To further explore the potential mechanism of our model, differentially expressed genes (DEGs) analysis was performed between high-risk and low-risk groups in the TCGA-PAAD cohort. 1586 down-regulated genes and 779 up-regulated genes were selected as DEGs (Fig. 8A, Supplementary Table 5). And then, functional enrichment analysis was performed based on the DEGs. KEGG analysis showed that the DEGs were majorly enriched in pancreatic secretion pathway and many immune-related signaling pathways including cytokine-cytokine receptor interaction, cell adhesion molecules, primary immunodeficiency, chemokine signaling pathway, and intestinal immune network for IgA production, T cell receptor signaling pathway, and Th1 and Th2 cell differentiation (Fig. 8B), which suggested that our model might be associated with the immunoregulation of PAAD. Therefore, we compared the immune score and immune infiltration of 28 immune cells between high-risk and low-risk groups in the TCGA-PAAD cohort. Notably, patients with high risk score had significantly lower immune score (Fig. 8C, p < 0.001). Besides, the infiltrations of 19 types of immune cells were significantly higher in the low-risk groups compared to the high-risk group, including some immune cells that played crucial role in tumor immunity such as CD8 T cells, CD4 T cells, natural killer cells and B cells (Fig. 8D).

Fig. 8
figure 8

Exploration of potential mechanism of the 14-lncRNA prognostic model. (A) Volcano plot of differentially expressed genes between high-risk and low-risk groups in the TCGA-PAAD cohort. Red dot represents up-regulated genes, blue dot represents down-regulated genes, and grey dot represents not differentially expressed genes. (B) KEGG pathway enrichment analysis of differentially expressed genes. (C) Comparison of immune score between high-risk and low-risk groups in the TCGA-PAAD cohort. (D) Immune status analysis of 28 types of immune cells between high-risk and low-risk groups in the TCGA-PAAD cohort

Discussion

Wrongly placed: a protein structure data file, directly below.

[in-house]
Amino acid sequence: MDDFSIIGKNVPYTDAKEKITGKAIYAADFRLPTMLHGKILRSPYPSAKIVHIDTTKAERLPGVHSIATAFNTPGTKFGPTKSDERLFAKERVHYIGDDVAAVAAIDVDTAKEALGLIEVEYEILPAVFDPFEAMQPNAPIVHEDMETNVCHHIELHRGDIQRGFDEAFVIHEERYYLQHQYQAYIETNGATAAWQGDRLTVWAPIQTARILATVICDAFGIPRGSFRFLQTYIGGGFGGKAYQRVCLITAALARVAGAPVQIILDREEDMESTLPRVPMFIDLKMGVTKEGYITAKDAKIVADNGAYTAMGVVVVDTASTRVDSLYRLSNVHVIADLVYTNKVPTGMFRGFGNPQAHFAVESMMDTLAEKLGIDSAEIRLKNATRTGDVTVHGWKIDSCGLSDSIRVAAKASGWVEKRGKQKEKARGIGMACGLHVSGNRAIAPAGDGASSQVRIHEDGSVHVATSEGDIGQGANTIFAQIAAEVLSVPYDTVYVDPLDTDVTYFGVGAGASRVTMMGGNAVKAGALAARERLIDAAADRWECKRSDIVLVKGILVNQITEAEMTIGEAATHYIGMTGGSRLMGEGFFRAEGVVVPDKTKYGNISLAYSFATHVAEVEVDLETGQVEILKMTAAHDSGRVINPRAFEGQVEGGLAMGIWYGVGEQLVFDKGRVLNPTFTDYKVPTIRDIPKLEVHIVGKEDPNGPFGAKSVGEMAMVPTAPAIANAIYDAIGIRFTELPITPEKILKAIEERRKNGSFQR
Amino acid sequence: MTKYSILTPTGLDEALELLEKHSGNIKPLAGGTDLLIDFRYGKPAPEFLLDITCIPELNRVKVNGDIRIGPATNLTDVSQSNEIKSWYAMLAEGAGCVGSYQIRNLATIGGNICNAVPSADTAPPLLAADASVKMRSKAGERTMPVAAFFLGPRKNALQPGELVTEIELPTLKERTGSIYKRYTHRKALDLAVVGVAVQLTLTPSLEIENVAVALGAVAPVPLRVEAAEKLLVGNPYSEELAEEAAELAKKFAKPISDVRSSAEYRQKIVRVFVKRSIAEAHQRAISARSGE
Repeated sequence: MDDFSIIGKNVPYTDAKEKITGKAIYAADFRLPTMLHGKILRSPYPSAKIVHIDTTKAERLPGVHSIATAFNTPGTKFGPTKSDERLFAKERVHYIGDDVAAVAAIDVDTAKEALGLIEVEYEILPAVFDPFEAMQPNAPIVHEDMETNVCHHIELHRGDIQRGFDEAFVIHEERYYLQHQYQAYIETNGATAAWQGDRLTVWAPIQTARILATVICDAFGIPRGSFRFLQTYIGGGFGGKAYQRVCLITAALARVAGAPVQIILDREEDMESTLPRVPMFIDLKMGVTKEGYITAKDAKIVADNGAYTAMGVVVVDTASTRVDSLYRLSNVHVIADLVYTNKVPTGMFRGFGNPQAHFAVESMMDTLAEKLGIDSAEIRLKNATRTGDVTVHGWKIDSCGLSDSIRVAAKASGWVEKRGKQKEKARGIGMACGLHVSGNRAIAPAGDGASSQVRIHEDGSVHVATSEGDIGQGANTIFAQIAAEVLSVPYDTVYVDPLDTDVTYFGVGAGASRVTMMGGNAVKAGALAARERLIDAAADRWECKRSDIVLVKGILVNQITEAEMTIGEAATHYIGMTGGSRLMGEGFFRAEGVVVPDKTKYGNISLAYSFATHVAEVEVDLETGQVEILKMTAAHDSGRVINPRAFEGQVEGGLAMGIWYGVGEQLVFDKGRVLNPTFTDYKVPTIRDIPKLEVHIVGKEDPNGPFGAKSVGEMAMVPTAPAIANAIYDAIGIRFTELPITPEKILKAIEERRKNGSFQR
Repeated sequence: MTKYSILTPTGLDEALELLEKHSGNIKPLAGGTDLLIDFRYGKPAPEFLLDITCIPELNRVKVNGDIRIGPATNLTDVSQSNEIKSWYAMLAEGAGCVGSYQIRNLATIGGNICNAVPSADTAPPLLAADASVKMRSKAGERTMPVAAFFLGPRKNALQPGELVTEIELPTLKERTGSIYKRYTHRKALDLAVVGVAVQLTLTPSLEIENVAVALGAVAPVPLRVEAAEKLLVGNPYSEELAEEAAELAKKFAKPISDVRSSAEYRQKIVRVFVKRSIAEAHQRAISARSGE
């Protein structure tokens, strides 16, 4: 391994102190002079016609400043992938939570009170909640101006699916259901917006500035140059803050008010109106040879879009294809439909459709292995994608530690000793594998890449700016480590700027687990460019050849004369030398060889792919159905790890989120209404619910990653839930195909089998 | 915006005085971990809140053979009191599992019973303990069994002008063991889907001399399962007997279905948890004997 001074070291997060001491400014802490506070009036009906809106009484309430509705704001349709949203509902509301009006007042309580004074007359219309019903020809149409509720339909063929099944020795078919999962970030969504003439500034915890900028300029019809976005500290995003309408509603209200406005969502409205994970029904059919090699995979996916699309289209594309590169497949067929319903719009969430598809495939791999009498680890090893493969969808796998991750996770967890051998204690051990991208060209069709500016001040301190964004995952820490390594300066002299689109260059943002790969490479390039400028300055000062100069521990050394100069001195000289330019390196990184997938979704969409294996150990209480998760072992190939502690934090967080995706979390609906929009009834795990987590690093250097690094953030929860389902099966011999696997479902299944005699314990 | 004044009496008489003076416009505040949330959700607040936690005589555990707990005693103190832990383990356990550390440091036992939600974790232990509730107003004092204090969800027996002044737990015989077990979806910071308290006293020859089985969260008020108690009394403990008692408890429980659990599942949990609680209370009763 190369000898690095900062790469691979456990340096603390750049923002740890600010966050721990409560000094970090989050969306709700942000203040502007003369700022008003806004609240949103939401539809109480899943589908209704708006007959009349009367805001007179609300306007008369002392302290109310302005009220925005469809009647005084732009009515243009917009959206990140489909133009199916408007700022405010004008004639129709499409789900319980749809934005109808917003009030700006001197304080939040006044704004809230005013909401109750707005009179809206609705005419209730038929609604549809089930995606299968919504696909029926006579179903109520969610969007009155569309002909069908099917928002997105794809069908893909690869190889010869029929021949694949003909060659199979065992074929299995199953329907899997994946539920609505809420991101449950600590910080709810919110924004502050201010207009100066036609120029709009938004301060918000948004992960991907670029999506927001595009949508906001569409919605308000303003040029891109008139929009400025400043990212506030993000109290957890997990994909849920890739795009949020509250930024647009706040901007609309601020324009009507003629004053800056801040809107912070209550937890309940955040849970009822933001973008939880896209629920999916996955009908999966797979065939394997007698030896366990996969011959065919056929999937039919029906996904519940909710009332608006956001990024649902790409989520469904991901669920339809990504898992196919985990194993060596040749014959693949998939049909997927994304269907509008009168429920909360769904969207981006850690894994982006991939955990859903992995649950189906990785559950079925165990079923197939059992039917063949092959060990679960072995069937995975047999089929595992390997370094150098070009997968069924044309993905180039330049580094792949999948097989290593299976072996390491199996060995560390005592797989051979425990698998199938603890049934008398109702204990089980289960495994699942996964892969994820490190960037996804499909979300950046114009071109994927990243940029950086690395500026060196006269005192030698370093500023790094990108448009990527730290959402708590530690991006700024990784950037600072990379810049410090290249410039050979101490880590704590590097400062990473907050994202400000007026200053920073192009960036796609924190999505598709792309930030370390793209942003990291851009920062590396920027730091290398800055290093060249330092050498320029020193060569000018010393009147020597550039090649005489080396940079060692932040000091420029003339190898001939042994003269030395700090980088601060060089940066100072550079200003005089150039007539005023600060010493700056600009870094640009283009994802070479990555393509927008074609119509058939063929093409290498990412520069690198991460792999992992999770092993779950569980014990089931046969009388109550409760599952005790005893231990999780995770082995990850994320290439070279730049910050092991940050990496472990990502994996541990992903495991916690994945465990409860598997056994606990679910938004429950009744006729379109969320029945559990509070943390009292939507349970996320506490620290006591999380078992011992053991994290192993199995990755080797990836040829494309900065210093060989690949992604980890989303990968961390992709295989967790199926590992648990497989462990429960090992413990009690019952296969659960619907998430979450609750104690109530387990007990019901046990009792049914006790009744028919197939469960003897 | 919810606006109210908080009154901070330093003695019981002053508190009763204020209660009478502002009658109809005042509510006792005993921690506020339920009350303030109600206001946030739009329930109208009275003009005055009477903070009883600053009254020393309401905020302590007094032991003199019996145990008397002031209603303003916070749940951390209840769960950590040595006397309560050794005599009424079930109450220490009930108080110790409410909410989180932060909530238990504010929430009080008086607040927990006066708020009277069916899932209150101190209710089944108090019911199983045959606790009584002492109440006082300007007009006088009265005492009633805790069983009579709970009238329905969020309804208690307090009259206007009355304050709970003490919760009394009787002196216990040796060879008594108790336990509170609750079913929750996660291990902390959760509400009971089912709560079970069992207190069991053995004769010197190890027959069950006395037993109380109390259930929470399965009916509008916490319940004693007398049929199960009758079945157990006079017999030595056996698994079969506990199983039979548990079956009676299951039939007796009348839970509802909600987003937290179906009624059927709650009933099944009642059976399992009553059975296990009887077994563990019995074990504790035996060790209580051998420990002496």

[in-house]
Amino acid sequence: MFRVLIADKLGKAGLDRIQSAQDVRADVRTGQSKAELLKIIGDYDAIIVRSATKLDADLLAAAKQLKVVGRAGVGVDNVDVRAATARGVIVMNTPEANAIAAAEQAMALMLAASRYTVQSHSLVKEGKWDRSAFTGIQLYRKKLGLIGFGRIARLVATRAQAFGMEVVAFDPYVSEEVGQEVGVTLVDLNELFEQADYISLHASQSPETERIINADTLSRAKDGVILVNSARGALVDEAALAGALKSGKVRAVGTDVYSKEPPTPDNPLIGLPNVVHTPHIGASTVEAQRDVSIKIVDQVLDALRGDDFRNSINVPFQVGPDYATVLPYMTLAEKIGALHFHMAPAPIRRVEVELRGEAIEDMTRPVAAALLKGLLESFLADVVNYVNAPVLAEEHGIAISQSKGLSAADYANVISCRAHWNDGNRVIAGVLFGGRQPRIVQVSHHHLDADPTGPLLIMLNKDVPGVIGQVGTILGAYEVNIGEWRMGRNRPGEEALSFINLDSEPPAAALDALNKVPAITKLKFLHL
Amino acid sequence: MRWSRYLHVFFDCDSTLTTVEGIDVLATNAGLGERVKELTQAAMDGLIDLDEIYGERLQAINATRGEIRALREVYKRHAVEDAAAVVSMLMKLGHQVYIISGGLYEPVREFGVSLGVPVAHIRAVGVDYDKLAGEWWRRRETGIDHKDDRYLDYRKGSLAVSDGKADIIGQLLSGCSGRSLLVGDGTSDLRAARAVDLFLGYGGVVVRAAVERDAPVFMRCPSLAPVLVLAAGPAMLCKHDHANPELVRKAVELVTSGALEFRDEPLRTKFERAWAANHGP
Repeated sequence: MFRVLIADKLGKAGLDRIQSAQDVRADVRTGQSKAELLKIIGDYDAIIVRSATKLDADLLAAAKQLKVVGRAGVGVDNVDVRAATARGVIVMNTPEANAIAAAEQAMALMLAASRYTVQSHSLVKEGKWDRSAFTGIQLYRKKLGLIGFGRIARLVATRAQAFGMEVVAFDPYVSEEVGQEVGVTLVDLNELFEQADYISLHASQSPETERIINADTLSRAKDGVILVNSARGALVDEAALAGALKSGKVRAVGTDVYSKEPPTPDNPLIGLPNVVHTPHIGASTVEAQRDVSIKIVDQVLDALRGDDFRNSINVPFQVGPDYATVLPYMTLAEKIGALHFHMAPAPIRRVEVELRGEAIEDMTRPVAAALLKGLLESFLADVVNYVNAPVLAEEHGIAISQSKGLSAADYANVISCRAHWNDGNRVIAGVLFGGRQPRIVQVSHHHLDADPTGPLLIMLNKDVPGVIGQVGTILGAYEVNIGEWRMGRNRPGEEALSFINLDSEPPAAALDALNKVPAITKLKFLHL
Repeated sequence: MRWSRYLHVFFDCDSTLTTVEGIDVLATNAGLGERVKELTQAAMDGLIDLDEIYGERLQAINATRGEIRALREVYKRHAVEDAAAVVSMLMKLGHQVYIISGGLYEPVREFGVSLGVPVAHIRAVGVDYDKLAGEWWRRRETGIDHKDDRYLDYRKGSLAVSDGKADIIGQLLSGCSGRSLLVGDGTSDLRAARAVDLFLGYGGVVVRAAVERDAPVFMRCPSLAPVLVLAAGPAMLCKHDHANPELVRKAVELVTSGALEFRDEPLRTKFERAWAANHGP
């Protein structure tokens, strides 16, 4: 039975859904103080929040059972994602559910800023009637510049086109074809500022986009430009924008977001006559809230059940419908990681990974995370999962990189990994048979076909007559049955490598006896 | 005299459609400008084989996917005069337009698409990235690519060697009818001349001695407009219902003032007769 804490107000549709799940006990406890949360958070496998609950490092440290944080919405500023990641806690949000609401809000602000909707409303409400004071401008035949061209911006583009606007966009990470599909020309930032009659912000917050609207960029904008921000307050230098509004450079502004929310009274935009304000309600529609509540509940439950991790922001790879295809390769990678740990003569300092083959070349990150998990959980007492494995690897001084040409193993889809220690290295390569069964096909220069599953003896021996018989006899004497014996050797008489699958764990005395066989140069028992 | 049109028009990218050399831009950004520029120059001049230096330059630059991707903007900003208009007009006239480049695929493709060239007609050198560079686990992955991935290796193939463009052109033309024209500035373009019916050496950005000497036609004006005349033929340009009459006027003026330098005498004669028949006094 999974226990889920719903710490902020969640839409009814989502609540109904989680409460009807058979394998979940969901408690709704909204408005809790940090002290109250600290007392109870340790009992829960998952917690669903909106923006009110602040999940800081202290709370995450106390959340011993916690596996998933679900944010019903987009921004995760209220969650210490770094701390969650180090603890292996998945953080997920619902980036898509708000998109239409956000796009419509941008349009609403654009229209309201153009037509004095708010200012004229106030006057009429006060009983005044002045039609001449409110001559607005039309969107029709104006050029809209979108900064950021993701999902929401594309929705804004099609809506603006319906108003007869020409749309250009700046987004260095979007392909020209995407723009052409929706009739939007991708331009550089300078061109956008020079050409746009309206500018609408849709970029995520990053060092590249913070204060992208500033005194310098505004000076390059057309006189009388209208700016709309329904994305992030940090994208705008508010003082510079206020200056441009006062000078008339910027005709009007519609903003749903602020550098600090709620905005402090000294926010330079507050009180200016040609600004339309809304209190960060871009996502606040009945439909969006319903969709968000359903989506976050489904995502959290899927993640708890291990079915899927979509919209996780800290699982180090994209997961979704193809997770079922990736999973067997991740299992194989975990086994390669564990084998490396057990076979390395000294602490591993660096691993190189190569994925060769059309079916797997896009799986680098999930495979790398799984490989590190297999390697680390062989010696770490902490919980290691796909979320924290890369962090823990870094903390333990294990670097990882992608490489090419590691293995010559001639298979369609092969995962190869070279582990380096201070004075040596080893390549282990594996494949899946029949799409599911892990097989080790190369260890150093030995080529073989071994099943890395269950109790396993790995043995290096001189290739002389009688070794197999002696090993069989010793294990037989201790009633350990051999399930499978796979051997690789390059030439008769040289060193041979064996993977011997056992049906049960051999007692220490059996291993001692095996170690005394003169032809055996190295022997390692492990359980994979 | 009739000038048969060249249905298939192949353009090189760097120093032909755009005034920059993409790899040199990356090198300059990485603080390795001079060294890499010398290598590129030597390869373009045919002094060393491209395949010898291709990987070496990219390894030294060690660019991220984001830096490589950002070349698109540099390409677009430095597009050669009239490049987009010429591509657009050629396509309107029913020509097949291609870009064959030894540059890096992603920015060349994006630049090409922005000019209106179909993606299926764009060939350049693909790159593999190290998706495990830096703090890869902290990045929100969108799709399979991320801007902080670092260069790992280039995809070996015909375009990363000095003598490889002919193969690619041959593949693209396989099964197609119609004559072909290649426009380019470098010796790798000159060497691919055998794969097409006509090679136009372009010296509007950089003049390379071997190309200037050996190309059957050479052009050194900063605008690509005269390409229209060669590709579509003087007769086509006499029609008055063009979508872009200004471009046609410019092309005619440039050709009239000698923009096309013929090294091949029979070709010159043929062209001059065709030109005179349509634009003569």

TMB has been used as the predictor for immune checkpoint inhibitors in tumors [12]. Recent studies have been illustrated that lncRNAs could be the prognostic biomarker for many types of cancer including pancreatic cancer [38]. To the best of our knowledge, a prognostic model based on the TMB-related lncRNAs in pancreatic cancer has not been reported yet. In this study, two datasets: TCGA-PAAD and PACA-AU were collected. The TMB of 176 patients in the TCGA-PAAD cohort was calculated and the cohort was divided into high-TMB and low-TMB groups based on the median value of TMB. And then, 43 lncRNAs were identified as prognostic TMB-related lncRNAs by using differentially expressed genes analysis and univariate analysis. Subsequently, the TCGA-PAAD cohort was randomized into the training set and the testing set. LASSO was used to construct a 14-lncRNAs prognostic model in the training set. The training set was used as the evaluation set. The testing set and the entire TCGA-PAAD cohort were used as the internal validation sets, and the PACA-AU cohort was used as the external validation set. The risk scores of each patient were calculated and the patients of each set were divided into high-risk and low-risk groups based on the median value of risk scores respectively. Prognosis analysis suggested that patients with high risk score was associated with poor prognosis in all four sets (p < 0.01). Besides, ROC curve also indicated that the predictability of the 14-lncRNA prognostic model was great in the 1-year, 3-year, and 5-year OS. Additionally, univariate analysis and multivariate analysis of the risk score and other clinical features were indicated that the risk score based on the 14-lncRNA prognostic model was the independent protective factor on the prognosis of PAAD. To further evaluate the accuracy of the 14-lncRNA prognostic model, we compared the AUC value of the 14-lncRNA prognostic model and some clinical factors and the result suggested that our model had the best accuracy of prognosis prediction compared to other clinical features. Besides, we also compared the AUC of 3-year OS and the value of C-index of the 14-lncRNA prognostic model and other three published models. Unsurprisingly, our model also had the best predictive efficiency compared to other published models.